The U.S. Federal Reserve kept interest rates unchanged on Wednesday and signaled it still planned to raise rates twice in 2016, though it said slower economic growth would crimp the pace of monetary policy tightening in future years.
The central bank's decision to stick with its 2016 rate path, however, appeared shakier, with six of its 17 policymakers projecting just one increase this year. Only one Fed policymaker had done so when economic forecasts were last issued in March.
A sharp slowdown in U.S. hiring in May had fueled doubts about the strength of the labor market going into the Fed's two-day policy meeting. Fed Chair Janet Yellen acknowledged the need to see clear signs of economic strength before lifting rates.
"We do need to make sure that there's sufficient momentum," Yellen told a news conference.
The Fed also said the economy would grow only 2 percent this year and in 2017, 0.1 percentage point lower than previously forecast for each year.
It also cut its longer-term view of the appropriate federal funds rate, its benchmark lending rate, by a quarter point to 3 percent and indicated it would be less aggressive in raising rates after the end of this year.
Yellen was not clear on whether a rate increase could come at the next policy meeting in late July or whether the central bank would wait for a slew of firmer data as it headed into its September meeting.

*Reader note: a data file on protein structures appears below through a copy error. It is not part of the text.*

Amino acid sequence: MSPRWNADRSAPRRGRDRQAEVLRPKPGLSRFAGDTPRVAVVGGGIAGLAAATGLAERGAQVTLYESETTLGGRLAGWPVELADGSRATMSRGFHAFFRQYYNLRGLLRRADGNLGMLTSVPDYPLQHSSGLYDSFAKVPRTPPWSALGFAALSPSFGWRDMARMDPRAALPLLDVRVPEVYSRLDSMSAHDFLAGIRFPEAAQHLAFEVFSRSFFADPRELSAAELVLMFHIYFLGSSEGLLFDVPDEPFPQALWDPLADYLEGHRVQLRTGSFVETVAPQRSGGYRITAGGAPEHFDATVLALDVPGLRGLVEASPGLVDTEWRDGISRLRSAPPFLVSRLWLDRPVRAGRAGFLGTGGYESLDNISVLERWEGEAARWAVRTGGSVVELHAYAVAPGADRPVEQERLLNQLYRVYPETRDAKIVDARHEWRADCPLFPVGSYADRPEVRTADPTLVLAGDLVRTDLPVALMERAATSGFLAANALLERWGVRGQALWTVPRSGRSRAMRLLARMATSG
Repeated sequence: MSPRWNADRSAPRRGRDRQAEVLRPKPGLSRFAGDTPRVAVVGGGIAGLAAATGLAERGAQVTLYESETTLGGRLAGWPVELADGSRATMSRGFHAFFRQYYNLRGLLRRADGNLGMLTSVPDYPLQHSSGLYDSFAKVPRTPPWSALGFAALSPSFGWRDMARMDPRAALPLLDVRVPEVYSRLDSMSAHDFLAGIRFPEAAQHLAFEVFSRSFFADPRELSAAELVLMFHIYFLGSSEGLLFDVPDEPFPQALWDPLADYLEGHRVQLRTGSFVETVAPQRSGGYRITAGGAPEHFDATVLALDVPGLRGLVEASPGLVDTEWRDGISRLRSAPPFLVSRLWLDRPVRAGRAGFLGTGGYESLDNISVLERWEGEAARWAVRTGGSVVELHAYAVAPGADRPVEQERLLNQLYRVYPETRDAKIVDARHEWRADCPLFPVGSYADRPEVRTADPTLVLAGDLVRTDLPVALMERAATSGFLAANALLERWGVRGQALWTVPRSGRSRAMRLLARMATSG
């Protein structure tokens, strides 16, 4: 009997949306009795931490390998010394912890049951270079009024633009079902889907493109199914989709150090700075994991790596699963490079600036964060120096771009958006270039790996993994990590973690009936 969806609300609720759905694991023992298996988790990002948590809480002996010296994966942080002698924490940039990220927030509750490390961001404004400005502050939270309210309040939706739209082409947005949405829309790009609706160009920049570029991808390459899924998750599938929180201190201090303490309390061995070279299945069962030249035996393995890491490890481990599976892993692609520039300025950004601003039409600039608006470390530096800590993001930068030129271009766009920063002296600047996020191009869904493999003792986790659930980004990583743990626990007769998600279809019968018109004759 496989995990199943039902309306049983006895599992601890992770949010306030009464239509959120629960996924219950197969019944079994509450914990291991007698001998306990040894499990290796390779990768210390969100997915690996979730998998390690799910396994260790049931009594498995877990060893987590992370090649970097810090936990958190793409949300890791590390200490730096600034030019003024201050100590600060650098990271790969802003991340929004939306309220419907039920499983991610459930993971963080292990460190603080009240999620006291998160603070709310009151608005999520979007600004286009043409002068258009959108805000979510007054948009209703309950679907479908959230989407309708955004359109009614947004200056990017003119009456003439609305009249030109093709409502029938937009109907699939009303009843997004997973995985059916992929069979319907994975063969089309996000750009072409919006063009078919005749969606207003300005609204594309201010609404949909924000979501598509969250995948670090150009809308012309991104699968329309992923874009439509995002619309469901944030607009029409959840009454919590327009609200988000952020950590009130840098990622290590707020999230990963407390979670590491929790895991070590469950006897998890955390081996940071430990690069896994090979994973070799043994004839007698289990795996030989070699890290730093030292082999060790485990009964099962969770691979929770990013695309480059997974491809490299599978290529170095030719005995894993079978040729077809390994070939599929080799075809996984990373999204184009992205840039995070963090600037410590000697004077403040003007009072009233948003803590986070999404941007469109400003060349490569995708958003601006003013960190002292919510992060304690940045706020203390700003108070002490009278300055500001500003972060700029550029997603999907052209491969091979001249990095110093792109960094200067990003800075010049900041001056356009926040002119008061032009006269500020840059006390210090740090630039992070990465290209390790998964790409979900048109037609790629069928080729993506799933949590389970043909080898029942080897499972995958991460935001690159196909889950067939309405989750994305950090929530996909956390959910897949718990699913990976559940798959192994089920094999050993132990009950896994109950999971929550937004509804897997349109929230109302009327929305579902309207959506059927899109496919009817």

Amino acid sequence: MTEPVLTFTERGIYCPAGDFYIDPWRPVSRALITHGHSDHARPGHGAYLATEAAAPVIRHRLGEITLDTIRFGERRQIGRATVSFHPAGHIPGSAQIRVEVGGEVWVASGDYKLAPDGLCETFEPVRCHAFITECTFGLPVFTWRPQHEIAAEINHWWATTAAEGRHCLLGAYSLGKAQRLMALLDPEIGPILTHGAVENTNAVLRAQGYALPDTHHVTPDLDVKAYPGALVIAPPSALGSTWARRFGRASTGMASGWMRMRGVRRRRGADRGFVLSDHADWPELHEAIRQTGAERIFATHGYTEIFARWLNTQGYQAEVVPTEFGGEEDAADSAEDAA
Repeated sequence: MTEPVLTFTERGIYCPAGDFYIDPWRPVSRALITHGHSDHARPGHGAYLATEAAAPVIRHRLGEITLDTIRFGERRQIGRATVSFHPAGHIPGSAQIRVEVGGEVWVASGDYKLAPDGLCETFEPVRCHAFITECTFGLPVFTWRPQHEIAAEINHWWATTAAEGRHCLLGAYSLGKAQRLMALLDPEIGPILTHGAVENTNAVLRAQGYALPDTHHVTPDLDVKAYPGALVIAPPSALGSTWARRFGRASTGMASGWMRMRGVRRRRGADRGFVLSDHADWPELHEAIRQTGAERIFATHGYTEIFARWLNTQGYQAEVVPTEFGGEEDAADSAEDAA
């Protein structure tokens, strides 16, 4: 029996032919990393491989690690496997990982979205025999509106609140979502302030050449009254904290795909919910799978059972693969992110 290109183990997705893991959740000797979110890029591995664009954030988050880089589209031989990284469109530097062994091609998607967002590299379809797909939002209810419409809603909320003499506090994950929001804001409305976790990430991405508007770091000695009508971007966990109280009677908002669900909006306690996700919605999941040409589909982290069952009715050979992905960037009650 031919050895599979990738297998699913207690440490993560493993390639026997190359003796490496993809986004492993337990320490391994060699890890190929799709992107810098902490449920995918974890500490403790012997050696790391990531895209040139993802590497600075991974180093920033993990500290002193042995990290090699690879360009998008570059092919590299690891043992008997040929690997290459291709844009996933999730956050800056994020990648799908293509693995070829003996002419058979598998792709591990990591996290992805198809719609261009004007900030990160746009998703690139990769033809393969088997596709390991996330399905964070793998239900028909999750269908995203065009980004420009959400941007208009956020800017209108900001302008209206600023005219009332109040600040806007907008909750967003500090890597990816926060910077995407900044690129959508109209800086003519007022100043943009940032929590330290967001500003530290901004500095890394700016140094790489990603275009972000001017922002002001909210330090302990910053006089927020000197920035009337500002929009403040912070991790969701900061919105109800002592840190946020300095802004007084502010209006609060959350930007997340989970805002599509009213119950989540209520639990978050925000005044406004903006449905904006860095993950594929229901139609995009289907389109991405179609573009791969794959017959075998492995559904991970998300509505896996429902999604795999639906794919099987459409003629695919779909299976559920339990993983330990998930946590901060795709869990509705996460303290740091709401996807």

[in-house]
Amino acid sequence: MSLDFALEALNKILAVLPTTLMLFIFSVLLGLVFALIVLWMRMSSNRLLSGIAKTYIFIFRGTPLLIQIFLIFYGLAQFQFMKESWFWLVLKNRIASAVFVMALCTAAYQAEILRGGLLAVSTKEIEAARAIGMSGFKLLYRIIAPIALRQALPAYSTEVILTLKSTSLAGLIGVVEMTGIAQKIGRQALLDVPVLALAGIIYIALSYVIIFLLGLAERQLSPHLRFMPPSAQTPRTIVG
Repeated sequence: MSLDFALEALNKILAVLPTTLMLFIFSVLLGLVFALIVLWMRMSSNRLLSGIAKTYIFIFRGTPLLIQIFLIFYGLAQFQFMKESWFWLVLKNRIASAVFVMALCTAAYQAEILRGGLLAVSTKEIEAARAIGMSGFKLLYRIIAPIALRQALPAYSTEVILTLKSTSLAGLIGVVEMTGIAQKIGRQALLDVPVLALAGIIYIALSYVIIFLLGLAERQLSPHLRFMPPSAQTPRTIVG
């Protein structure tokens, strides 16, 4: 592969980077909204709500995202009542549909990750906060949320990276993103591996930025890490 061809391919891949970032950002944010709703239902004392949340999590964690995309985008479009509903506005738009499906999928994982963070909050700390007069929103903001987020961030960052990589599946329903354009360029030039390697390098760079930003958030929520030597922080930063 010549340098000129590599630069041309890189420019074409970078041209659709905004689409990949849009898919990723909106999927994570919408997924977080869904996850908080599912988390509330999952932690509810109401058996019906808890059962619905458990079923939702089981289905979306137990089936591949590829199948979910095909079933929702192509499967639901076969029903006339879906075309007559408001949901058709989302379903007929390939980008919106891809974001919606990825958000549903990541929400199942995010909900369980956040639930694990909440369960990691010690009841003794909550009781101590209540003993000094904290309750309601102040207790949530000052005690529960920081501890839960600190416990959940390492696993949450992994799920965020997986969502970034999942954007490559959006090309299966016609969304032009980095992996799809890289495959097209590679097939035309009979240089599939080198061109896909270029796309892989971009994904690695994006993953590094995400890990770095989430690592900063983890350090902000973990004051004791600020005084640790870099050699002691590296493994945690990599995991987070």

"I'm not comfortable to say it's in the next meeting or two, but it could be," Yellen said. "It's not impossible that by July, for example, we would see data that led us to believe that we are in a perfectly fine course."
Yellen said the U.S. economy appeared to have gained momentum since April, but that the labor market had lost some steam.
She acknowledged Britain's possible exit from the European Union was one of the factors in the latest rate decision, saying the June 23 referendum would have "consequences for economic and financial conditions in global financial markets."
Financial markets all but priced out a rate increase this year after the Fed statement, and U.S. short-term interest rate futures contracts rose. U.S. stocks closed lower.
The rate decision was unanimous, with Kansas City Fed President Esther George, considered among the policymakers most eager to raise rates, voting with her colleagues on the Federal Open Market Committee (FOMC). George dissented at the prior two meetings.
"This FOMC clearly has little stomach to raise rates," said Stephen Stanley, an economist at Amherst Pierpont Securities.
The Fed's benchmark overnight lending rate remains in a range of 0.25 percent to 0.50 percent.
The central bank raised rates in December for the first time in nearly a decade and initially signaled four increases were likely for 2016. Concerns about a global economic slowdown and volatility in financial markets subsequently reduced that number to two.
Worries about the health of the global economy have eased, however, and more recent U.S. data have indicated that last month's jobs report may have been a blip.
Economists polled by Reuters had seen virtually no chance that the Fed would raise rates on Wednesday.